What do external investors look for in a scale-up? We examine how business leaders can assess their options and change their approach to access better funding.
Scalability is about more than figures. Although scale-ups are identified by their rapid growth in turnover, and recruitment, the key characteristics shared by successful scale-ups go beyond accounts information. For external investors and financiers, a viable scale-up also shows ambition, vision, leadership and innovation, underpinned by a strong growth strategy. For SMEs looking to secure finance to scale, the challenge is to transform their business’ mindset and build a platform to leverage growth.
Under the microscope: scale-up DNA
Ambition is the driving force behind any business’ transformation from start-up to scale-up. Maintaining a clear vision for the company’s future is crucial to pushing through scale-up barriers and presenting a strong case for external funding.
The need to innovate doesn’t end with the start-up process. Successful scale-ups remain innovative and agile, allowing them to remain flexible when encountering disruption. In a turbulent market, this is a particularly attractive trait to secure funding.
Ambition and innovation remain abstract without a strategy to implement that growth. A business that is capable of reviewing its strengths and weaknesses to create a well thought out plan will have a stronger funding proposal.
Good scale-up leadership needs more than entrepreneurial spirit. Businesses that have addressed gaps in their management structure or have a plan to fill them are more likely to attract external investment.
Securing scale-up funding is very different to sourcing start-up finance. The vast majority of entrepreneurs at start-up level get most of their finance from friends, family or through asset based lending. At scale-up, financing inevitably becomes a more serious procedure, with more options and outcomes to consider.
The ScaleUp Institute Review 2016 found that an overwhelming majority of potential scale-up businesses lacked knowledge and understanding of these finance options, with 70% identifying access to bank loan finance as an obstacle to growth and a further 62% calling for better access to venture capital.
From the financier’s perspective, however, the problem isn’t a lack of funding, but a shortage of businesses exhibiting those key scale-up characteristics that make a viable scale-up investment. For businesses with a sustainable scale-up strategy, there are many funding options available.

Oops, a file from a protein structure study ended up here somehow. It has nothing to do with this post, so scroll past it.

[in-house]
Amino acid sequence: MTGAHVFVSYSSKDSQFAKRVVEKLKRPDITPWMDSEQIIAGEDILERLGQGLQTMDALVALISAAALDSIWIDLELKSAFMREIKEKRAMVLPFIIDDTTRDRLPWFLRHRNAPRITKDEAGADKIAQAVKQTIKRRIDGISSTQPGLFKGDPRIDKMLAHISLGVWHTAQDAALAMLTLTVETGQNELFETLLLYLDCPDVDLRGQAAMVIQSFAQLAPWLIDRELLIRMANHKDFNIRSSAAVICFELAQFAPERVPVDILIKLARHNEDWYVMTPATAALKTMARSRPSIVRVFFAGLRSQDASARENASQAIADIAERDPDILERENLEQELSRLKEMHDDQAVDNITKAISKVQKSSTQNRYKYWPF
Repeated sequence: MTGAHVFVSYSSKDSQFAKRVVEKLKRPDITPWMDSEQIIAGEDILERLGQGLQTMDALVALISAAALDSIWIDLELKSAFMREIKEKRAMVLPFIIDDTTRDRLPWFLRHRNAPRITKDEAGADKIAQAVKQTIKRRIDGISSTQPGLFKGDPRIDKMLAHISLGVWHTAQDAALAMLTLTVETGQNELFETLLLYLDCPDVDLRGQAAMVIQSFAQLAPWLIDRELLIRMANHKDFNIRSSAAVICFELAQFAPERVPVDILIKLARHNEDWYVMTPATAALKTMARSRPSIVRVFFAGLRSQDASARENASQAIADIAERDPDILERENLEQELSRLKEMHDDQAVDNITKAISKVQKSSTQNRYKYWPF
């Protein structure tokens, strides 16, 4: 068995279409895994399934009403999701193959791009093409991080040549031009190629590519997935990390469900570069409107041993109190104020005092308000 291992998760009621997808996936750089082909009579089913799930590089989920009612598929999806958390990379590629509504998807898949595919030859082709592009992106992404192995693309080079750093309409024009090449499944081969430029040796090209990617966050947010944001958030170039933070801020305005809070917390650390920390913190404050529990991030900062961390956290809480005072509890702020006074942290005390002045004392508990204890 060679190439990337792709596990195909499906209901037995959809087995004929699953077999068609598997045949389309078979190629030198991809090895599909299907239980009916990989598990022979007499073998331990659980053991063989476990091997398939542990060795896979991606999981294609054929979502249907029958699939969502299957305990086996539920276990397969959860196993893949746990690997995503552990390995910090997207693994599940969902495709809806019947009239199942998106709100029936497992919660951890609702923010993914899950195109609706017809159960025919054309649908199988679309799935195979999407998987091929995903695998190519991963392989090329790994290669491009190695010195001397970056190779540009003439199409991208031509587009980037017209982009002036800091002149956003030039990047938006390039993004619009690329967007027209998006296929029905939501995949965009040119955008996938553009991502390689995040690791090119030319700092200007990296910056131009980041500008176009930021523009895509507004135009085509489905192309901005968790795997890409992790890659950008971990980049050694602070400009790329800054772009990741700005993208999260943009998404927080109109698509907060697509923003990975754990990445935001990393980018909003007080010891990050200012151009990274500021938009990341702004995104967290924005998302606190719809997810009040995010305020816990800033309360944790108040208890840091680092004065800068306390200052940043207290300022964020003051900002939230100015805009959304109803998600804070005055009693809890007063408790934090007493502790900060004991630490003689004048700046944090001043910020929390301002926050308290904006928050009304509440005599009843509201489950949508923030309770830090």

Angel networks and crowdfunding
The potential to access finance from high net worth individuals should not be underestimated, even at the scale-up level, this can often be found through established angel or investment clubs. In addition, the increasing availability and success of crowdfunding - which sometimes runs into the millions - should not be overlooked.
A high-risk, high-reward option for both business and investor, venture capital is a popular choice for scale-ups looking for cash to boost growth. Venture capitalists actively look for targets with high growth potential, but beware that eureka moment when funding is secured. Always look closely at any venture capital offer to ensure that you are getting a balanced deal, and not signing away your future.
By its nature, private equity is later stage funding to develop an existing, proven business model. Private equity investors are more risk averse than venture capitalists, meaning that the investment is typically used to fund steady growth, rather than an explosive scale-up.
Sitting between equity and secured debt, this can be a good option to fund risk-based strategies, such as M&A, where finance may not otherwise be available. It’s an expensive option due to increased risk to the lender, and high interest rates are often coupled with some equity participation on behalf of the lender/investor.
By necessity, this briefing can only provide a short overview and it is essential to seek professional advice before applying the contents of this article. This briefing does not constitute advice nor a recommendation relating to the acquisition or disposal of investments. No responsibility can be taken for any loss arising from action taken or refrained from on the basis of this publication. Details correct at time of writing.
This article was previously published on Smith & Williamson prior to the launch of Evelyn Partners.